I used to think nothing of importing games from Japan. Treasure just released a new Bangai-O for the DS? And it has a level editor? Sure! It didn’t matter that I didn’t yet speak the language, nor that I could probably get an English version for less money in less than a year. If anything, the layer of mystique and exclusivity added to the appeal — that’s something countless Neko Atsume players discovered last year before the addictive cat-collecting game was localized into English.
The ability to play obscure Nintendo DS games before the rest of the world wasn’t exactly why I moved to Japan in 2008, but let’s say I figured it’d be a nice bonus. And for a while, it was. Somewhere in a box in my closet you’ll find esoteric delights like Slide Adventure: MagKid, which came with an optical mouse-style sensor-equipped stand that moved your character around as you slid it across a table, for example. But as the Western games industry overtook Japan’s in global prominence, I ended up finding myself doing the unthinkable and importing games in the other direction.
And with Pokémon Go currently dominating the world, that’s the situation I find myself in today — except it’s even worse.
Pokémon is one of Japan’s most successful cultural exports, right up there with Hello Kitty and the Tamagotchi. So it may surprise you to learn that not only does Pokémon Go not work in the creatures’ ancestral homeland, it’s been actively locked out. While people in countries like the UK have been able to play Pokémon Go before its local launch by downloading the app from the US store or sideloading it, doing the same in Japan presents you with a map entirely bereft of pokémon. Other than a brief period on Monday that was apparently for testing, there are no Togepi to catch in Tokyo, nor any Houndoom to be found in Hokkaido.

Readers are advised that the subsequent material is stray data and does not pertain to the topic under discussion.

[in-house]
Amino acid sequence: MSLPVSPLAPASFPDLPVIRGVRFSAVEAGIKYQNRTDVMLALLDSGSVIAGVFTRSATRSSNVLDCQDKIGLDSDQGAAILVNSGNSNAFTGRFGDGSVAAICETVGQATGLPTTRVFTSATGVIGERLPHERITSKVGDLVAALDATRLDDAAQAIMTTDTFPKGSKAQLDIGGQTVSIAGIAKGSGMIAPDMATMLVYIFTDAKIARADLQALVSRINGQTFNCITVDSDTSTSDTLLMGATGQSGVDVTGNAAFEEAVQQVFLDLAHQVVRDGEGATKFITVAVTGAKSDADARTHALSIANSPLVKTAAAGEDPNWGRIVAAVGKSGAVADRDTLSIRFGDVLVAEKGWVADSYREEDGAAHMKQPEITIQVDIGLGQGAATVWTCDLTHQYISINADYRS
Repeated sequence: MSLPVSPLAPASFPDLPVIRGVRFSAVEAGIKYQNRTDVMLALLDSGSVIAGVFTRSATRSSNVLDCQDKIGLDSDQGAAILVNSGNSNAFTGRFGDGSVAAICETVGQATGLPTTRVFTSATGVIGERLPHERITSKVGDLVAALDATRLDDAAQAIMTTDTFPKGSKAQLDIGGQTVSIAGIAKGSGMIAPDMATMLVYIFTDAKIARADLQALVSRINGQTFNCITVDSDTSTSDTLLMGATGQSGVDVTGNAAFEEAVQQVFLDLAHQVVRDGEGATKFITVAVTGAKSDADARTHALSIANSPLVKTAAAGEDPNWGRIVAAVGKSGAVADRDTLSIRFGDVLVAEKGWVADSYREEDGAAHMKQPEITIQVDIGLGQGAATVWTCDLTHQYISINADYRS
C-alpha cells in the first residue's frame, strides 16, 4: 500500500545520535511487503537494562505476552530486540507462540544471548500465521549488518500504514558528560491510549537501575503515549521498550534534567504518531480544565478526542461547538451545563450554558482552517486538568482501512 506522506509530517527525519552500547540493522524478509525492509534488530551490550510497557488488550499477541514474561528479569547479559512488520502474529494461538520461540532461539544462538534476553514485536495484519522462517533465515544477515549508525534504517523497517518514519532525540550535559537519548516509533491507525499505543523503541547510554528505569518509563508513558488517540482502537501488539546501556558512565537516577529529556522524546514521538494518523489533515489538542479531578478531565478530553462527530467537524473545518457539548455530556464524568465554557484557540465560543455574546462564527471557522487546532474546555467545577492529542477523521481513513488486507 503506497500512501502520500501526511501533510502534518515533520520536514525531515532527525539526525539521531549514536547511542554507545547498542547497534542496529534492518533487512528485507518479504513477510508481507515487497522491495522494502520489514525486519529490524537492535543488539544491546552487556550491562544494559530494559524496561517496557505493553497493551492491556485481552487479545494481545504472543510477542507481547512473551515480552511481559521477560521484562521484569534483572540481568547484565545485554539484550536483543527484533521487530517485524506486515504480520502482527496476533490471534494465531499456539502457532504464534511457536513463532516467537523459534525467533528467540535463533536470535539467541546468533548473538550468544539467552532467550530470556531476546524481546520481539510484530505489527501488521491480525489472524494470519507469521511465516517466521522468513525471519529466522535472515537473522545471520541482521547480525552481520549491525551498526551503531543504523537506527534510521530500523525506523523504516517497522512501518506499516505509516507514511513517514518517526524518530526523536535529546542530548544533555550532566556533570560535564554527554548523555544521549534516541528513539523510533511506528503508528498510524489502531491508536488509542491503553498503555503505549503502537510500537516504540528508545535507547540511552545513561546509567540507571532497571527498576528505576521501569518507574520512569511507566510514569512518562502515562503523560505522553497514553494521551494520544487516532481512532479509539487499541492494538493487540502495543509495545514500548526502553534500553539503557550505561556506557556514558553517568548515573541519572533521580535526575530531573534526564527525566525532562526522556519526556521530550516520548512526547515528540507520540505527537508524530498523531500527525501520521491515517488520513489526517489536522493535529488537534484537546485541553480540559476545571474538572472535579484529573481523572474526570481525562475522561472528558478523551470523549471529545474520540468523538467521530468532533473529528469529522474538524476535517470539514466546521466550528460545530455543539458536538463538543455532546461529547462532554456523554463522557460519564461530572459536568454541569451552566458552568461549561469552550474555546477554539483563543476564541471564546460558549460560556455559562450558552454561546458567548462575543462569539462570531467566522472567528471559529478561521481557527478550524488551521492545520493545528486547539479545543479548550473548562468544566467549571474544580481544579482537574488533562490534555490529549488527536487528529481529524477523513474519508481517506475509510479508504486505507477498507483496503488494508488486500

I suspect this is for technical reasons. Pokémon Go has been plagued with server issues in the few countries where it’s formally launched, and the inevitable deluge — believe me, it’ll be a deluge — of Japanese players connecting when the game goes live here will no doubt cause further strain. A Pokémon Company representative didn’t respond to my request for comment on the matter or a possible Japanese release date, but whatever the reason the result is the same: the world is going nuts over a distinctly Japanese phenomenon, yet Japan is left on the outside looking in.
Pokémon Go itself isn’t a Japanese game, to be clear. It’s developed by Niantic Labs, a US company that was once owned by Google, and builds off the blueprint drawn by Niantic’s previous AR game Ingress. It’s not really a Nintendo game, either — the Pokémon series is handled by The Pokémon Company, which Nintendo owns about a third of. The games have historically been exclusive to Nintendo hardware, but it’s a stretch to attribute Pokémon Go’s success to Nintendo.
But none of that makes the Po-Go FOMO any easier to take, especially after recent years have seen dishearteningly late Japanese releases for things across the board. Even the PlayStation 4 came out here three months after the US. From Sony! And you can’t throw a plush pokéball toy in Tokyo without hitting a kid playing X or Y on 3DS or someone wearing a hat with Pikachu ears. It’s an affront to humanity that the people of Japan can’t play Pokémon Go.
At least we got Miitomo first. I guess.
Five stories to start your day
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